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Vermont Legislature
Follow VPR's statehouse coverage, featuring Pete Hirschfeld and Bob Kinzel in our Statehouse Bureau in Montpelier.

Marijuana Decriminalization Clears Senate

The Vermont Legislature is one step closer to decriminalizing the possession of small amounts of marijuana.

On Tuesday, the Vermont Senate gave preliminary approval to legislation that would make it a civil offense rather than a crime to possess one ounce or less of pot. The vote was 24-6.

The Senate version slightly amends the bill that overwhelmingly passed in the House last month, adding a new system for penalties for people under 21.

In the House and the Senate, supporters have made it clear that this bill would not legalize possession of marijuana in Vermont.

With the Senate plan, Judiciary Chairman Dick Sears says he wanted to stress that point so his committee proposed penalties that would be graduated for first, second and third offenses.

“I think that sends a message,” Sears explained shortly before the Senate vote. “For those under the age of 21, what we’ve done is we’ve put in a system where the first offense you can go through diversion. If you’re successful then that doesn’t exist. Second offense would give you another shot at diversion.”

The third offense would become criminal.

Sears and other supporters of the Senate version said it sends a stronger message to young people by making the penalties the same for both alcohol and marijuana.

Still, opponents worry the bill would strip police of their right to search, said Franklin Senator Norm McCallister.

“This would stop them from having probable cause and it would stop that investigation so you could have trunk full of heroin as long as you’ve got a couple ounces of pot in the front you say, ‘I’ll take my fine,' and you’re on your way,’” McCallister told his colleagues on the Senate floor Tuesday.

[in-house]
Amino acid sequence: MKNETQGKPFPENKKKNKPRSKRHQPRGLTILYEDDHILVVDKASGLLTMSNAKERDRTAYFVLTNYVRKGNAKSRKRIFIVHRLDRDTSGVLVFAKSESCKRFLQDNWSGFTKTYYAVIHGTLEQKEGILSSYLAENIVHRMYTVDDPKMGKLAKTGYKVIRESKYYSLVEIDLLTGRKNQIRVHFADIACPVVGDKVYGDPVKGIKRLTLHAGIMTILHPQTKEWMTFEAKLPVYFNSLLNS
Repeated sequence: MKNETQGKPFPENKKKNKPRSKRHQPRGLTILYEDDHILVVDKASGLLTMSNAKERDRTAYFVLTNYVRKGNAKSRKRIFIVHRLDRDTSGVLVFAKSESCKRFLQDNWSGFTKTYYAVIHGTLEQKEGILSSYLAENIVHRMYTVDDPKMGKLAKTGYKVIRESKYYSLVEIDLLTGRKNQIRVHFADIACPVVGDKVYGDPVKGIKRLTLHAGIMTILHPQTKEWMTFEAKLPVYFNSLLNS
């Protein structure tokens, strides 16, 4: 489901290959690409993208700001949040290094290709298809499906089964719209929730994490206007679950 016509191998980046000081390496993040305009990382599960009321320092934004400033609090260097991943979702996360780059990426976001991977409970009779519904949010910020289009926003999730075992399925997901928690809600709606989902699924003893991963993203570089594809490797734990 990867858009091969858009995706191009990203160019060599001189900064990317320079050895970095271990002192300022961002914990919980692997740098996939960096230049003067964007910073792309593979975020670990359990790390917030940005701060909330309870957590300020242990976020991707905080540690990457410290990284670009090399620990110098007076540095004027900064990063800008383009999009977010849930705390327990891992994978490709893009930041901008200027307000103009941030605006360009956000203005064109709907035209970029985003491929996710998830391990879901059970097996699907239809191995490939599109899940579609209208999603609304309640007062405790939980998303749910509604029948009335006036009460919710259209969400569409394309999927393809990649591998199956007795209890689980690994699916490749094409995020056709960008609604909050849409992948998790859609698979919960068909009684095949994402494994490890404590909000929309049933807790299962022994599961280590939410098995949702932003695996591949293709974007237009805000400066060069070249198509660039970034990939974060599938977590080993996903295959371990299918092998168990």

Under the Senate bill, like the version cleared in the House, no one could possess more than an ounce of pot or cultivate marijuana plants.

If a person over 21 possesses less than an ounce, they’d get a ticket similar to a speeding ticket and they could face a $300 civil fine for a first or second offense and a 90-day suspension of their license.

Kirk is a reporter for the NPR member station in Boston, WGBH, where he covers higher education, connecting the dots between post-secondary education and the economy, national security, jobs and global competitiveness. Kirk has been a reporter with Wisconsin Public Radio in Madison, Wis.; a writer and producer at WBUR in Boston; a teacher and coach at Nativity Preparatory School in New Bedford, Mass.; a Fenway Park tour guide; and a tourist abroad. Kirk received his B.A. from the College of the Holy Cross and earned his M.S. from Columbia University's Graduate School of Journalism. When he's not reporting or editing stories on campus, you can find him posting K's on the Wall at Fenway. You can follow Kirk on Twitter @KirkCarapezza.
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